Tyson Foods plans to close its Jefferson pepperoni plant during the second half of 2016, creating a loss of 400 jobs, the company announced Thursday. read more
Madison's Oscar Mayer plant will close, putting 1,200 employees out of work, and its headquarters will move to Chicago as part of a plan to close seven factories across North America, the company announced Wednesday.
Two Adams County deputies got into a confrontation Sunday with the owner of a bull that ended with the 62-year-old rancher shot to death, Idaho State Police report.
The bull was struck by a car at about 6:45 p.m. on U.S. 95 at milepost 142, north of Council, ISP reports. While emergency responders and deputies worked to remove the driver and a passenger from the Subaru station wagon involved in the crash, the injured bull began charging them and passing vehicles, ISP reports.
When deputies went to kill the animal, the bull's owner, Jack Yantis, 62, of Council, arrived at the scene, carrying a rifle. During an ensuing incident, Yantis and both deputies fired their weapons, reports ISP, which is heading the investigation.
Yantis died at the scene, according to ISP, and one of the deputies suffered a minor injury.
Read more here: www.idahostatesman.com
Frank Rich, New York: In the short time since Trump declared his candidacy, he has performed a public service by exposing, however crudely and at times inadvertently, the posturings of both the Republicans and the Democrats and the foolishness and obsolescence of much of the political culture they share. He is, as many say, making a mockery of the entire political process with his bull-in-a-china-shop antics. But the mockery in this case may be overdue, highly warranted and ultimately a spur to reform rather than the crime against civic order that has scandalized those who see him, in the words of the former George W. Bush speechwriter Michael Gerson, as "dangerous to democracy."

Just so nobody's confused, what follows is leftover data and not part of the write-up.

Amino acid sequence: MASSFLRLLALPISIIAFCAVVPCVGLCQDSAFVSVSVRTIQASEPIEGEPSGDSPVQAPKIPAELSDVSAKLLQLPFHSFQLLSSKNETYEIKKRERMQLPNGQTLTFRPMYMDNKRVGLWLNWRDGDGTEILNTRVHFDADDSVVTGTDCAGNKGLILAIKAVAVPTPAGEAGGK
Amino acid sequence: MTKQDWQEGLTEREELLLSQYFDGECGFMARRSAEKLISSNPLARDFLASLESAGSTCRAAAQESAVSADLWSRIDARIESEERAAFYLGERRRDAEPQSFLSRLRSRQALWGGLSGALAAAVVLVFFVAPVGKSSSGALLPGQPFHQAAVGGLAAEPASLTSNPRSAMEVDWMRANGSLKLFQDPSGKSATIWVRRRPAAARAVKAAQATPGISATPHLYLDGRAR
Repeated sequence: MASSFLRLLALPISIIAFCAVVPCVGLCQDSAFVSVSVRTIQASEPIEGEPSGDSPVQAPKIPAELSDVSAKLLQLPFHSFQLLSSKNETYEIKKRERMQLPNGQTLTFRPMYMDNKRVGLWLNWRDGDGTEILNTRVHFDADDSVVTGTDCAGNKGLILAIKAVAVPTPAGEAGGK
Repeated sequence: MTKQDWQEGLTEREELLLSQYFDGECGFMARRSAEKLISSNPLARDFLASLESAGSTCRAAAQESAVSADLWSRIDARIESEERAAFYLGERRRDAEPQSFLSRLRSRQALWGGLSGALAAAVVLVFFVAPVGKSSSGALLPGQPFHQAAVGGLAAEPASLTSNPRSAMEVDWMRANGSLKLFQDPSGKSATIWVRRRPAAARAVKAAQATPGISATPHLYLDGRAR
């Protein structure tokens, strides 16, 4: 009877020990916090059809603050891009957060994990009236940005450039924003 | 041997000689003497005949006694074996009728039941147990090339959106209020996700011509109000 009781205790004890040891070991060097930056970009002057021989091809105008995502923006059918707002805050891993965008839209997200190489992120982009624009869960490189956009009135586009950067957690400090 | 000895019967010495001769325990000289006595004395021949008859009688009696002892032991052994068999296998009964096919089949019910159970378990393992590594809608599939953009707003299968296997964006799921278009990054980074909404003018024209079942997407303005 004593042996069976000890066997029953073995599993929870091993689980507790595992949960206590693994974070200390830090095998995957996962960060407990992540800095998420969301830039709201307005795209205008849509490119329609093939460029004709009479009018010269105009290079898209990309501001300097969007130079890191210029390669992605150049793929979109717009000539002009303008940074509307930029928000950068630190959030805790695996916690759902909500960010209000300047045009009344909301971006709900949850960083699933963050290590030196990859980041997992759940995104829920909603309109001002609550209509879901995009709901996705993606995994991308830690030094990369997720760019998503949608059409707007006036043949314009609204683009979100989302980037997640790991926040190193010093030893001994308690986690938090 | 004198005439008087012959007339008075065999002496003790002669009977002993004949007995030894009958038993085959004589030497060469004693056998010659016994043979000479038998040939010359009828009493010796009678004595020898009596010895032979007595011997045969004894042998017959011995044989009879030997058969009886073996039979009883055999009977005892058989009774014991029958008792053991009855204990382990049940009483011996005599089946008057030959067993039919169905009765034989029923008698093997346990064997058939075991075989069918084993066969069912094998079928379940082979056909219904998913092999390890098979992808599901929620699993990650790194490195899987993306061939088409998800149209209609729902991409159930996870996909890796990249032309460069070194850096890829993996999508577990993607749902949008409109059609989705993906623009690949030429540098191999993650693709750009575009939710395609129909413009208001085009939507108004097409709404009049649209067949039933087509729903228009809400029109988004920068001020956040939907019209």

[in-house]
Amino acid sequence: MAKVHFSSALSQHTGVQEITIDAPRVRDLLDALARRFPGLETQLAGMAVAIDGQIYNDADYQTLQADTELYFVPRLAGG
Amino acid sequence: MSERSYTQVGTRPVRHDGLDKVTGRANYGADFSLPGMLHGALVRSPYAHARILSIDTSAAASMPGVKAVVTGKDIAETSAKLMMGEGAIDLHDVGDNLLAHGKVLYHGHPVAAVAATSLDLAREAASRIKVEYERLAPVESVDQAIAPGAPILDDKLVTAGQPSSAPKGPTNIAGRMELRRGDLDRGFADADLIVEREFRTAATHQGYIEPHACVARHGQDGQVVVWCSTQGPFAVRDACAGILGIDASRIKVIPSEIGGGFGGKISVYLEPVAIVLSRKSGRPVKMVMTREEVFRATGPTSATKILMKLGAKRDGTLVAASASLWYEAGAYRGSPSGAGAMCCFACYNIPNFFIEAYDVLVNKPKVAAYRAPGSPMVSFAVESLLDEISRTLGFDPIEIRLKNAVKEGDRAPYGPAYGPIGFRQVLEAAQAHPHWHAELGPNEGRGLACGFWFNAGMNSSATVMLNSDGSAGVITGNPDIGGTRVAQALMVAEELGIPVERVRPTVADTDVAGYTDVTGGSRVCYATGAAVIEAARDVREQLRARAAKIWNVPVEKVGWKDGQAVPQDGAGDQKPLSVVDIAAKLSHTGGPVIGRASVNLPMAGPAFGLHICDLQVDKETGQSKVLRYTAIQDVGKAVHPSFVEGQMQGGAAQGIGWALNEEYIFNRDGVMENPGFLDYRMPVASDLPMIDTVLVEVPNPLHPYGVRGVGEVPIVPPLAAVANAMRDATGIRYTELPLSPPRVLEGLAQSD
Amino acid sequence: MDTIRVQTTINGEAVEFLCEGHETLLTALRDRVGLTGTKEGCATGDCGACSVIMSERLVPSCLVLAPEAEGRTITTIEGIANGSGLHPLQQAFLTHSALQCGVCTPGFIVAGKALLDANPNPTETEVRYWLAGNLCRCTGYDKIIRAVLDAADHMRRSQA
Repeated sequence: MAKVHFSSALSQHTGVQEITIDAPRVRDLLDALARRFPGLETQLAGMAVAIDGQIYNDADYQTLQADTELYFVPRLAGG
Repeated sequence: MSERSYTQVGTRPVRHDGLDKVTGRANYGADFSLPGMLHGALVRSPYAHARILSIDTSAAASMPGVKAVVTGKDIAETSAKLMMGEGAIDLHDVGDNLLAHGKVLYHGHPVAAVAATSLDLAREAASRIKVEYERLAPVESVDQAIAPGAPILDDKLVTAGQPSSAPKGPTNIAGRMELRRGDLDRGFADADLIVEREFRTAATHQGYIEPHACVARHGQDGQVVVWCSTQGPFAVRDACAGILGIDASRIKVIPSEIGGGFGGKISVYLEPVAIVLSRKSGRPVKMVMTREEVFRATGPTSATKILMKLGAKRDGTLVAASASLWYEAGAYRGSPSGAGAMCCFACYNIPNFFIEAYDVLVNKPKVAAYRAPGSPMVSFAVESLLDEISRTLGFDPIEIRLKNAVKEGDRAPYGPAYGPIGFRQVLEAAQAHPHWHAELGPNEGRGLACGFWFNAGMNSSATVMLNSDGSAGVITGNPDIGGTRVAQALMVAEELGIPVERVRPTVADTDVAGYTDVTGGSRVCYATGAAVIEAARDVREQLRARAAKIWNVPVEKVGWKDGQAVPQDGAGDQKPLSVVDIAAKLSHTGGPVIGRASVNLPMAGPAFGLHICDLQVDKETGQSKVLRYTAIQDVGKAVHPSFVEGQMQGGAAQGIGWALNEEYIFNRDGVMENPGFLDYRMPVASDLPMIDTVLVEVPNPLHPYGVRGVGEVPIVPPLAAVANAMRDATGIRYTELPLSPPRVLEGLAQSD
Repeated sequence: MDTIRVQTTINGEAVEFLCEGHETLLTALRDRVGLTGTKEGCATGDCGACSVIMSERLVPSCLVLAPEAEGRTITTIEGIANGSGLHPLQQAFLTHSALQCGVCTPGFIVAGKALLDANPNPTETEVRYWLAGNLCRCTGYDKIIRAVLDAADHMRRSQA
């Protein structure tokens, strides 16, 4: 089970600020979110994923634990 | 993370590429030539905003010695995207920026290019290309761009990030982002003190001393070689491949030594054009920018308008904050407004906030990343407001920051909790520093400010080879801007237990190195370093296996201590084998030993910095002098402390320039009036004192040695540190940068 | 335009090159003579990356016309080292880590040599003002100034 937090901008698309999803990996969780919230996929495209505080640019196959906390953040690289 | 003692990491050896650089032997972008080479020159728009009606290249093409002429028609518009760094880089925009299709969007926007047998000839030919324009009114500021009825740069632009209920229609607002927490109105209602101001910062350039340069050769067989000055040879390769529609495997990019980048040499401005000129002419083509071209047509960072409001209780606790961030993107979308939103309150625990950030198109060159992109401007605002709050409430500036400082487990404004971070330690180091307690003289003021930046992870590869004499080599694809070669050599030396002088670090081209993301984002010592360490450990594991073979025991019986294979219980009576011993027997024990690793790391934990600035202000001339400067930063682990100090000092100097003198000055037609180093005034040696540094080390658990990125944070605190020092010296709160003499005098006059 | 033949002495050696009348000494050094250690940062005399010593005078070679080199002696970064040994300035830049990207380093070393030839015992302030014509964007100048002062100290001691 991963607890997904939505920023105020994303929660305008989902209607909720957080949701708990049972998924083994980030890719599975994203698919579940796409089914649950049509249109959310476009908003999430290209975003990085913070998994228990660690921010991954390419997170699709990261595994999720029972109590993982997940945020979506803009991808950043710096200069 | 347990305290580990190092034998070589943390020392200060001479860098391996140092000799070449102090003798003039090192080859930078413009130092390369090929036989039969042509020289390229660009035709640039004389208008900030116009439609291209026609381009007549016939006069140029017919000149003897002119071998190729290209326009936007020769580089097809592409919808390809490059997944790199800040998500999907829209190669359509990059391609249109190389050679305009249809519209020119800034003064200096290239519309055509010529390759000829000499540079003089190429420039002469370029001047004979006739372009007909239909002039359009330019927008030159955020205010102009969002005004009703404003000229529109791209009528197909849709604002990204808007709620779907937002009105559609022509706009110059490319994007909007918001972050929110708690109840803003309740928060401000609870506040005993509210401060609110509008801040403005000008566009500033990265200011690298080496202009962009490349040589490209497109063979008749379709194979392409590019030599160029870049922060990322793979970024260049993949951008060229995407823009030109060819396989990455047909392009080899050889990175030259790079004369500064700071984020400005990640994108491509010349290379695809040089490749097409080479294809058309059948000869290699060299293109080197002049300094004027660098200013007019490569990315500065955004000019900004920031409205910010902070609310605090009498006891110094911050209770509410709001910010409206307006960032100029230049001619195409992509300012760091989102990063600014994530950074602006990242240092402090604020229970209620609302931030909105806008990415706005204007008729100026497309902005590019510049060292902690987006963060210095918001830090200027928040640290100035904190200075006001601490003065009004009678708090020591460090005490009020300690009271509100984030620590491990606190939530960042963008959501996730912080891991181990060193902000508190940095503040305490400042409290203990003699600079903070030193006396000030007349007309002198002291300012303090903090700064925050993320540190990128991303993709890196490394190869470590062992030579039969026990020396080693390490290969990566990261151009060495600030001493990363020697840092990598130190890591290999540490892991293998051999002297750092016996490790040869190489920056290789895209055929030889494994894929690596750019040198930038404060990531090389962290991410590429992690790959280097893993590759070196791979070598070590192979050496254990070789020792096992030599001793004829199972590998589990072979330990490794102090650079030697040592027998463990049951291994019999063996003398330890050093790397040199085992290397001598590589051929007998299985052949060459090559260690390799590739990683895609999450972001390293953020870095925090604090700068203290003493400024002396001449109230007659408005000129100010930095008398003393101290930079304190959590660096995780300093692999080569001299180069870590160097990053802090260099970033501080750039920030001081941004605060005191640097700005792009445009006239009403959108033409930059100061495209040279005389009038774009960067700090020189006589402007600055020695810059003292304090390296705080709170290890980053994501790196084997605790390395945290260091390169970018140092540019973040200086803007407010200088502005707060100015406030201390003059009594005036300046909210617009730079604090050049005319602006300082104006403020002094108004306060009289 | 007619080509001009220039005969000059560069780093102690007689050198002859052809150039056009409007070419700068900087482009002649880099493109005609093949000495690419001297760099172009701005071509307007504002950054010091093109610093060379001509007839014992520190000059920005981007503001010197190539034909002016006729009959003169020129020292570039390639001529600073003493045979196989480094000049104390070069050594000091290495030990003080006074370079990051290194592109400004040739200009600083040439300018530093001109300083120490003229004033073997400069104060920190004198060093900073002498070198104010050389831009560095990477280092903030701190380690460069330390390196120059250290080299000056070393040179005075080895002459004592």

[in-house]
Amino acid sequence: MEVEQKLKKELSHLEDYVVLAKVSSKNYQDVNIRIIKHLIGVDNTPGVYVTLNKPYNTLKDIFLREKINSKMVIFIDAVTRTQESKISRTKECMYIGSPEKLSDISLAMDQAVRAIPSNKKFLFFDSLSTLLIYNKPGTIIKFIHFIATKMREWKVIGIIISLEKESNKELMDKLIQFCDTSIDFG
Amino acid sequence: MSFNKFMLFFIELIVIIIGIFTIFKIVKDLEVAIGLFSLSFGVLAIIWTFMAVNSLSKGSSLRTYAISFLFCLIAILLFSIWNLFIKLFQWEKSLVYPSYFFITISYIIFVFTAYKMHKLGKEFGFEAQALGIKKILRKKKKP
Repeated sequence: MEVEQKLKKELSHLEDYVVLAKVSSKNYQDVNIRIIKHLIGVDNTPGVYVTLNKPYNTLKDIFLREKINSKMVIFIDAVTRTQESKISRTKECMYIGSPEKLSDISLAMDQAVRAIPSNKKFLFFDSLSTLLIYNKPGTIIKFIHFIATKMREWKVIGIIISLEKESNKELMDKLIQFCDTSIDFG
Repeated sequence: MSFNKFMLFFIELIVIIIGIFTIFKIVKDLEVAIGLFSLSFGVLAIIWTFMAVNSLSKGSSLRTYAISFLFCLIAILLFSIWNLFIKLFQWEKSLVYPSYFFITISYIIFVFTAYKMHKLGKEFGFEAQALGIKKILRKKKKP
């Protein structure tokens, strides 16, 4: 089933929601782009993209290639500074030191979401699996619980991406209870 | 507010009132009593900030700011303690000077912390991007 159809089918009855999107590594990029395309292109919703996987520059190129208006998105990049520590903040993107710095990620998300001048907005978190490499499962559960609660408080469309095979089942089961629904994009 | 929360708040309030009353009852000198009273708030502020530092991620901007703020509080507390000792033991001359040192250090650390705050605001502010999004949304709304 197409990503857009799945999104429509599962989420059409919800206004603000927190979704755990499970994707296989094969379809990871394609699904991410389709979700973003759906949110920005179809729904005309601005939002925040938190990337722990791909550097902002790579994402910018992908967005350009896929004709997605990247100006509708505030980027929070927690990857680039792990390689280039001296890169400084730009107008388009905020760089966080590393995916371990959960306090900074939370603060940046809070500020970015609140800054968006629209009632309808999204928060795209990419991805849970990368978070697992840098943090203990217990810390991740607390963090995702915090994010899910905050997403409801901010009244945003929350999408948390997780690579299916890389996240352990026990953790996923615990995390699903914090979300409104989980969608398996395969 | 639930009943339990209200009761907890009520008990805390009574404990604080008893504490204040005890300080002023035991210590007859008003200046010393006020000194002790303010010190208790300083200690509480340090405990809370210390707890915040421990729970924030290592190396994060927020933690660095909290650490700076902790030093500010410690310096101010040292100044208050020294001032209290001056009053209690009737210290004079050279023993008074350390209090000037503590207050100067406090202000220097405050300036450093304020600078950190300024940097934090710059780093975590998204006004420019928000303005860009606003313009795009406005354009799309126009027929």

RED BANK, S.C. -- The trailer where Dylann Roof found refuge is faded yellow with a thousand tiny dents. It is on the western edge of Columbia, along an unpaved road strewn with damp garbage, and it is where Roof briefly lived until the day he allegedly killed nine black church members at Emanuel AME Church in Charleston.
Now, a month after the June 17 shootings, the blinds are drawn at noon, and the family that hosted Roof is inside, where the boom of gunfire and explosions is so loud the trailer vibrates.
"Ha-ha. I just killed all them mothers," says Justin Meek, 18, playing a video game in which blood and body parts fly across a 42-inch TV screen.